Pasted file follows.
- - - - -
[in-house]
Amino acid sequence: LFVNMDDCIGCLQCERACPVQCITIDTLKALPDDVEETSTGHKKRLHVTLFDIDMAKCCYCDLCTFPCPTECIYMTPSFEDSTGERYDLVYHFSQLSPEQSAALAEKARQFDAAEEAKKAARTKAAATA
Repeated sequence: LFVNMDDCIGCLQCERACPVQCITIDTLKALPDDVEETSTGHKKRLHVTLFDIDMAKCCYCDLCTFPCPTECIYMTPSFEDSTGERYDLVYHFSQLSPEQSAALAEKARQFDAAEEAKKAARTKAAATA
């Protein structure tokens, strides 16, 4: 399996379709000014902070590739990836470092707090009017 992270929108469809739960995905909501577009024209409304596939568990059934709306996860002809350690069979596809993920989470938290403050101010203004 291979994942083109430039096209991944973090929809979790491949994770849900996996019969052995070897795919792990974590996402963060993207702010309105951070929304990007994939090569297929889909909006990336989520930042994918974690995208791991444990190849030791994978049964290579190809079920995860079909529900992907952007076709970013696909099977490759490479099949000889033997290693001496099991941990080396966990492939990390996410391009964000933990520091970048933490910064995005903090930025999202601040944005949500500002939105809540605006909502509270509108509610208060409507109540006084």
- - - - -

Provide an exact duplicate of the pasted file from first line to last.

[in-house]
Amino acid sequence: LFVNMDDCIGCLQCERACPVQCITIDTLKALPDDVEETSTGHKKRLHVTLFDIDMAKCCYCDLCTFPCPTECIYMTPSFEDSTGERYDLVYHFSQLSPEQSAALAEKARQFDAAEEAKKAARTKAAATA
Repeated sequence: LFVNMDDCIGCLQCERACPVQCITIDTLKALPDDVEETSTGHKKRLHVTLFDIDMAKCCYCDLCTFPCPTECIYMTPSFEDSTGERYDLVYHFSQLSPEQSAALAEKARQFDAAEEAKKAARTKAAATA
């Protein structure tokens, strides 16, 4: 399996379709000014902070590739990836470092707090009017 992270929108469809739960995905909501577009024209409304596939568990059934709306996860002809350690069979596809993920989470938290403050101010203004 291979994942083109430039096209991944973090929809979790491949994770849900996996019969052995070897795919792990974590996402963060993207702010309105951070929304990007994939090569297929889909909006990336989520930042994918974690995208791991444990190849030791994978049964290579190809079920995860079909529900992907952007076709970013696909099977490759490479099949000889033997290693001496099991941990080396966990492939990390996410391009964000933990520091970048933490910064995005903090930025999202601040944005949500500002939105809540605006909502509270509108509610208060409507109540006084």